Although there might be no pure financial FFP benefit in year one, the Loan&Buy option does provide the buying and selling clubs
 to manage their cash-flow in line with known future events. Man Utd spent a net £122m during the Summer 2014 window and will have a had to pay out around £54m in hard cash (assuming the club pays around 44% up-front).  By taking Falcao on a Loan&Buy option the club will have avoided having to hand over another £22m (£50m x 44%).  Whether this matters to Manchester United is unclear - however it might have been an issue for some clubs.  Manchester United have a huge sponsorship deal that commences during 2015/16 and deferring the pay-out for Falcao might well make sense from a cash flow perspective.  Many clubs in the Premier League (inc Southampton and QPR) have previously mortgaged their TV revenue as a way to ensure they can sign players and manage their cash flow - potentially a Loan&Buy option might remove the need to do this.

Readers might identify other reasons for the Loan&Buy option and it does seem that the FFP benefits of avoiding a large loss-making season and to ensuring that large profits land at a convenient time for the club has added to the prevalence of this kind of deal. However, other than the potential PSG case (which didn't materialise), it doesn't seem likely that this type of deal is any kind of 'trick' to beat FFP. All costs need to be incurred in full and at best it provides a way to better manage the timing of expenditure and receipts. Having said that....

Falcao's wages and the Premier League's FFP Spending Constraint rules
As we know, Falcao's wages at Monaco are not subject to income tax - however it  is unclear how the mechanics of the Man Utd deal are going to ensure that the player so he does suffer a reduction in his take-home pay. At Man Utd, Falcao will now be liable to UK tax and Man Utd would have to pay the player around £18m a year gross to match the take-home pay he receives at
Monaco. The Manchester club insist he is not being paid that kind of money, so, unless the player is taking a significant wage-cut, it would seem that Monaco are paying the difference. However, this also seems somewhat unlikely as Monaco would be effectively be paying around £9m back to the player (effectively all of the loan fee).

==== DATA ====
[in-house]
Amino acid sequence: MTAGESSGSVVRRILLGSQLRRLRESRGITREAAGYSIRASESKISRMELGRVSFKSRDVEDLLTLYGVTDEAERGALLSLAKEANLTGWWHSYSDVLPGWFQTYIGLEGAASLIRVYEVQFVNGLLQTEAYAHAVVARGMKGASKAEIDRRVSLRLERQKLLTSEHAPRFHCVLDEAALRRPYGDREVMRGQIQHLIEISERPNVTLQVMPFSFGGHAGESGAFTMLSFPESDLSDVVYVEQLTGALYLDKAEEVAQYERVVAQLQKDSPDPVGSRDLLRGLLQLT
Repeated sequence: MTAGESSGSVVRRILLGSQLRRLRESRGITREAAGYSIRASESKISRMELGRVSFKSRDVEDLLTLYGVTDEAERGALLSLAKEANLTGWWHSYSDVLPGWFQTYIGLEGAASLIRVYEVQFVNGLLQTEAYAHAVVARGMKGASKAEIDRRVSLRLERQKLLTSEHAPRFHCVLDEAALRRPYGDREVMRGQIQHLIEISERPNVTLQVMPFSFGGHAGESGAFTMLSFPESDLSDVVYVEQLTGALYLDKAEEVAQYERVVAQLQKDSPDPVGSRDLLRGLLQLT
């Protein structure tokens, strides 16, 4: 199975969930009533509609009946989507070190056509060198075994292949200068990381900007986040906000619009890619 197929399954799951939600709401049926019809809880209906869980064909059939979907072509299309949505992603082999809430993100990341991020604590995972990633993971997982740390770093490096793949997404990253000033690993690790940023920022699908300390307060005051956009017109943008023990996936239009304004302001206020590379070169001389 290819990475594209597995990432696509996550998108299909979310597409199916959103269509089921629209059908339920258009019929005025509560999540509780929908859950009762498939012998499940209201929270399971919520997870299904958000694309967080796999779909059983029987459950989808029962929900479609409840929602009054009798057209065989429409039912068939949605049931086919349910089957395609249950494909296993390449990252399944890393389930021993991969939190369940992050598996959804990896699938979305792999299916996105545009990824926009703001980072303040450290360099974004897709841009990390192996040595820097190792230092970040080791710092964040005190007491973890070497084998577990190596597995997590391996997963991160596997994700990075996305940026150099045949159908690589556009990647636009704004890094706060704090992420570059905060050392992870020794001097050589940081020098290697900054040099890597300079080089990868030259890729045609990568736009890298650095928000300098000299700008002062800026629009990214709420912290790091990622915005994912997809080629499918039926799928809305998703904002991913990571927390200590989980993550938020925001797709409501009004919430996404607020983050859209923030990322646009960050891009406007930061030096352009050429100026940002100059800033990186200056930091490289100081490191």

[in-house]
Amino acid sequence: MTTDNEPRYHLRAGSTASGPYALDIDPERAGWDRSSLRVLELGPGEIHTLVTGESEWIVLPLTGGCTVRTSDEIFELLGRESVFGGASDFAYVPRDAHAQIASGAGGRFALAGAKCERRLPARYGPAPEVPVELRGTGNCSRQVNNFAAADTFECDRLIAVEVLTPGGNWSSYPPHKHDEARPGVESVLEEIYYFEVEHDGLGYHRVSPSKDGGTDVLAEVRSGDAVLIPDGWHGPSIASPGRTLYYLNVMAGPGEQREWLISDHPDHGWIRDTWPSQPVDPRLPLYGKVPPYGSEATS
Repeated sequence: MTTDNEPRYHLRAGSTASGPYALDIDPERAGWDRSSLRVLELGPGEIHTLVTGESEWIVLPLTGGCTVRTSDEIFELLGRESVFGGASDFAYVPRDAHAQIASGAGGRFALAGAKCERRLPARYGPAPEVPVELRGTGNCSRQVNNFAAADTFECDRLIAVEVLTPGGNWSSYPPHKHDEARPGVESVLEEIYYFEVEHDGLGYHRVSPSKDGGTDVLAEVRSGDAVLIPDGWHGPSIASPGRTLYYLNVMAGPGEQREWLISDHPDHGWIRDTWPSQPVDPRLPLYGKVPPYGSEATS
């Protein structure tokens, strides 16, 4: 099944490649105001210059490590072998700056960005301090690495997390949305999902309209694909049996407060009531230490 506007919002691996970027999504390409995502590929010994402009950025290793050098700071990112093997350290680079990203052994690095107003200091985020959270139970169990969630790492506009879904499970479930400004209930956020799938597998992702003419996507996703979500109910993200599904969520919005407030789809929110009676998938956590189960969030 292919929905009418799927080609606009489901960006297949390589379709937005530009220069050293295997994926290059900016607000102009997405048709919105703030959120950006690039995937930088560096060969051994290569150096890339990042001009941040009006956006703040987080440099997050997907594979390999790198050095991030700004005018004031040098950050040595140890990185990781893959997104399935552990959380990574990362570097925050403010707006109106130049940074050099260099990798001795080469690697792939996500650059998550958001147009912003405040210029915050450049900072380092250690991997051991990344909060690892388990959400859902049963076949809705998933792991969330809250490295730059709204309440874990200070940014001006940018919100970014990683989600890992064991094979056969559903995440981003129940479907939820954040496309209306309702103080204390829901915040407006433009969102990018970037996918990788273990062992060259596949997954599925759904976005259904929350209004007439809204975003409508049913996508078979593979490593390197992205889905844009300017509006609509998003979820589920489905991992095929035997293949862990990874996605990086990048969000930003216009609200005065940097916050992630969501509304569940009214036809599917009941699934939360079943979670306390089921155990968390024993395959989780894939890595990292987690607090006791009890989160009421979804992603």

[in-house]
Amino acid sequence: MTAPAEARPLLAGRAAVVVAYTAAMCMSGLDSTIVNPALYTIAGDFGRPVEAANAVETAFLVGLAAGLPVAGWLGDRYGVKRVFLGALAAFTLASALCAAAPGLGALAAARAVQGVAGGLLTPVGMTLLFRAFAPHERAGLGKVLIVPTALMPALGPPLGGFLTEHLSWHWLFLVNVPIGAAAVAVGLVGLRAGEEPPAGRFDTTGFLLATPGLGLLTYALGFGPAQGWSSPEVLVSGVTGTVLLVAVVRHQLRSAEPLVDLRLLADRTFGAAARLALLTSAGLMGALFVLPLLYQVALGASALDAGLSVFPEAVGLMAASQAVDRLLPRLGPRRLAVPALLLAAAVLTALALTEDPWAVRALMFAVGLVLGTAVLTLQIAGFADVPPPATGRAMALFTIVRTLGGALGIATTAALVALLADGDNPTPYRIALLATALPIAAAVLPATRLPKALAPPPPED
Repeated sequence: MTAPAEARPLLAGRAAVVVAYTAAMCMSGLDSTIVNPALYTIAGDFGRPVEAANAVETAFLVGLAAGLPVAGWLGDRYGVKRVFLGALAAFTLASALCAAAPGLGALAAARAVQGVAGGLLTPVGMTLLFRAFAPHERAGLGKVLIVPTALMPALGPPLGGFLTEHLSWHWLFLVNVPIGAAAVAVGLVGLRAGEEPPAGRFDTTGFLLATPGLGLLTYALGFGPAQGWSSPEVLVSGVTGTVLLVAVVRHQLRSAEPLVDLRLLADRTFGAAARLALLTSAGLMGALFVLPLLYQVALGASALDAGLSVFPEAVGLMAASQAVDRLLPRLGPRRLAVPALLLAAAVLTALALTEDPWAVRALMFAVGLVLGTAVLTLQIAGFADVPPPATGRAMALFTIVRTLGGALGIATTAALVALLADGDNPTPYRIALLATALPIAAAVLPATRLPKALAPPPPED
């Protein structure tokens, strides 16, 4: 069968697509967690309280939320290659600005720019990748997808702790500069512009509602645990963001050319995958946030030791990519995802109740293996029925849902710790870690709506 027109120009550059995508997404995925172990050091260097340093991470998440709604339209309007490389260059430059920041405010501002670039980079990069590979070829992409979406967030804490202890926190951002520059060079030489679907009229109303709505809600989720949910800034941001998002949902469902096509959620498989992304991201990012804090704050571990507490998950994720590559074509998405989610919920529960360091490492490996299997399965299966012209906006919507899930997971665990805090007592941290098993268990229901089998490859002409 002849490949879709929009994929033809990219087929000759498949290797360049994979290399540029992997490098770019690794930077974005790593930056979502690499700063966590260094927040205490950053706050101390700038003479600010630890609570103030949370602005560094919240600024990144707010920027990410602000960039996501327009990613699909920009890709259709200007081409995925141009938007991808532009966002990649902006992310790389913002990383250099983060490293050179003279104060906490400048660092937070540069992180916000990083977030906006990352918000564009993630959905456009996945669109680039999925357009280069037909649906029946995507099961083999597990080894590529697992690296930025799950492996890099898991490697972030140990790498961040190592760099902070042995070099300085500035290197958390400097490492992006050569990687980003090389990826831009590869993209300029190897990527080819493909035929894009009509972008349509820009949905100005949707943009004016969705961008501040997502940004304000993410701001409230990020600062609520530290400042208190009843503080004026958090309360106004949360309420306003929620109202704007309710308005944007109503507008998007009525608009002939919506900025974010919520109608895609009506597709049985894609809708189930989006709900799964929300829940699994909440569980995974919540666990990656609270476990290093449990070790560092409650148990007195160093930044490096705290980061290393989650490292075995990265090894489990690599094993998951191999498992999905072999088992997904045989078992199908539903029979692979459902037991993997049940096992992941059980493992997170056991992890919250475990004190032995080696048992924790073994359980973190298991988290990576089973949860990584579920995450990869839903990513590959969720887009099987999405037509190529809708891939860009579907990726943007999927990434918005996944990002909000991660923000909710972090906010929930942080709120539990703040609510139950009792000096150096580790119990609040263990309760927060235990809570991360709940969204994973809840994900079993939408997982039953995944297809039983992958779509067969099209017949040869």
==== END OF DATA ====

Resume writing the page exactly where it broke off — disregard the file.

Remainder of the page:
It is also unclear what kind of dealFalcao will be offered next year - he is currently only one year into a 5 year deal at Monaco and it is difficult to understand why he should effectively want to half his wages.  Under the Premier League's Spending Constraint rules, clubs are not able to raise their total wage bill by more than £4m a season unless it is matched by an increased in commercial income ("own revenue uplift"). Manchester United appear to be fairly close to that ceiling for 2014/15 largely due to a drop in Champions League income) and it may be that paying £18m wages would have actually pushed the club over the threshold. However by paying 'only' £9m wages (with potentially another £9m paid for by Monaco) the club may have have restricted their wage bill (in an arguably artificial manner). The mechanics of the Falcao deal are not yet in the public domain but it is possible that other clubs might cry 'foul' if it transpires that the club have found a way to exceed the Premier League's spending constraint rules.